I am not a great believer that you have to see an actor all the time on the screen. I believe that the scene has to be played properly, but sometimes it’s better not to see what is going on until a given point in the scene. Then you see something. – Gordon Willis, AKA The Prince of Darkness
This month we dive into Native American culture, starting with Dances With Wolves—a longtime favorite I’ve been eager to re-watch for a couple of years—especially after reading The Heartbeat of Wounded Knee. Then thematically, I’m taken back to a favorite CD of mine from 1995—Between Father Sky and Mother Earth. And finally—curious about the American frontier at the turn of the century—a new discovery: Photographer William Henry Jackson.
Dances with Wolves (1990) led the charge for revitalizing the western genre after it died out in 1980 when bad reviews led to an unprecedented financial disaster for Heaven’s Gate. Cinematographers around the globe eagerly welcomed back the genre—ever nostalgic for the dirt, dust, mud, candles, lamps, campfires, vistas, legends, and every-man heroism that made for a tantalizing big-screen event. For Dean Semler, it wasn’t his first Western, nor was it his last. He had previously shot Young Guns 1/2 and Mad Max 2/3, while post-haste lensing City Slickers (1991), and eventually The Alamo (2004), Appaloosa (2008), and The Ridiculous 6 (2015) while continuing to shoot epics in other genres for industry titans such as John Milius, Randall Wallace, and Mel Gibson. With Wolves, he garnered one of the film’s seven Oscars—out of twelve academy award nominations.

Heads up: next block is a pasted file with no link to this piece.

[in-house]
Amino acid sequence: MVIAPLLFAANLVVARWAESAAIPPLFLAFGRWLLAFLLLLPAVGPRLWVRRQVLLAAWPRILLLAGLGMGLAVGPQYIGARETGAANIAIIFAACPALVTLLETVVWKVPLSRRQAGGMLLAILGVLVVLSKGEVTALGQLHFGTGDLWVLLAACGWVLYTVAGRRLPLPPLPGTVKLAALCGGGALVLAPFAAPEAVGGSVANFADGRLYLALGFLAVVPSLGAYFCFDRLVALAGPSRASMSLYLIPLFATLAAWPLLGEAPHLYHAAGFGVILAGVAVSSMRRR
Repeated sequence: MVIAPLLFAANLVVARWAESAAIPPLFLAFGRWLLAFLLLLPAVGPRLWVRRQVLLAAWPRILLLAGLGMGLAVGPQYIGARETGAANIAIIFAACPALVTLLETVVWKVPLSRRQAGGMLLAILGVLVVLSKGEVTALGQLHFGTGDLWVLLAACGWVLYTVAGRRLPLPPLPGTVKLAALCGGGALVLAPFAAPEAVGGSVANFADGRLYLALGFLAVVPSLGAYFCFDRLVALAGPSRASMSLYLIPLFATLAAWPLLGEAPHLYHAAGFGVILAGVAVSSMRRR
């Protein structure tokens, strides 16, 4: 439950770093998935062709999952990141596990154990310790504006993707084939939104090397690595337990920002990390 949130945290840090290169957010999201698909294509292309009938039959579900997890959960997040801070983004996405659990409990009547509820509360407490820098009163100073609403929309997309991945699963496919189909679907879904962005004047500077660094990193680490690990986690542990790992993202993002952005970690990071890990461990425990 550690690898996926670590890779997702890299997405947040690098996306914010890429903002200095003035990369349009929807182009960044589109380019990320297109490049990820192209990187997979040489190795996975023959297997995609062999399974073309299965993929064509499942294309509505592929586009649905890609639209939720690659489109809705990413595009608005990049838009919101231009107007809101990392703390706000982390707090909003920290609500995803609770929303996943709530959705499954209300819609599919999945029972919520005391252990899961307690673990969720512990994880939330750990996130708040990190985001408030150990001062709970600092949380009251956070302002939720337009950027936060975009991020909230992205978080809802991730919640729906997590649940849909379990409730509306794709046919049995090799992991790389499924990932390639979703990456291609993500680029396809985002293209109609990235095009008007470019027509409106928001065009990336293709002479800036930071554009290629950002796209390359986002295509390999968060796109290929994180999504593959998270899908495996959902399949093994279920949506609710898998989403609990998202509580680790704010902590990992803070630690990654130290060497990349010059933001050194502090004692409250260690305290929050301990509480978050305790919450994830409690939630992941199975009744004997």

The film was Kevin Costner’s directorial debut. It started as a spec script written by Michael Blake in the ’80s. But after shopping it around, he couldn’t sell it. Costner—a friend from Stacy’s Knights (1983)—suggested he write the story as a novel. Blake conceded, however numerous publishers gave it a pass. Finally, in 1988, it got a paperback release, and Costner purchased the rights. However, development woes continued—due to the western genre’s dead flame—as studio after studio passed on the project. Finally, a deal was struck with Orion Pictures after some strategic management with foreign rights, and production started on July 18, 1989.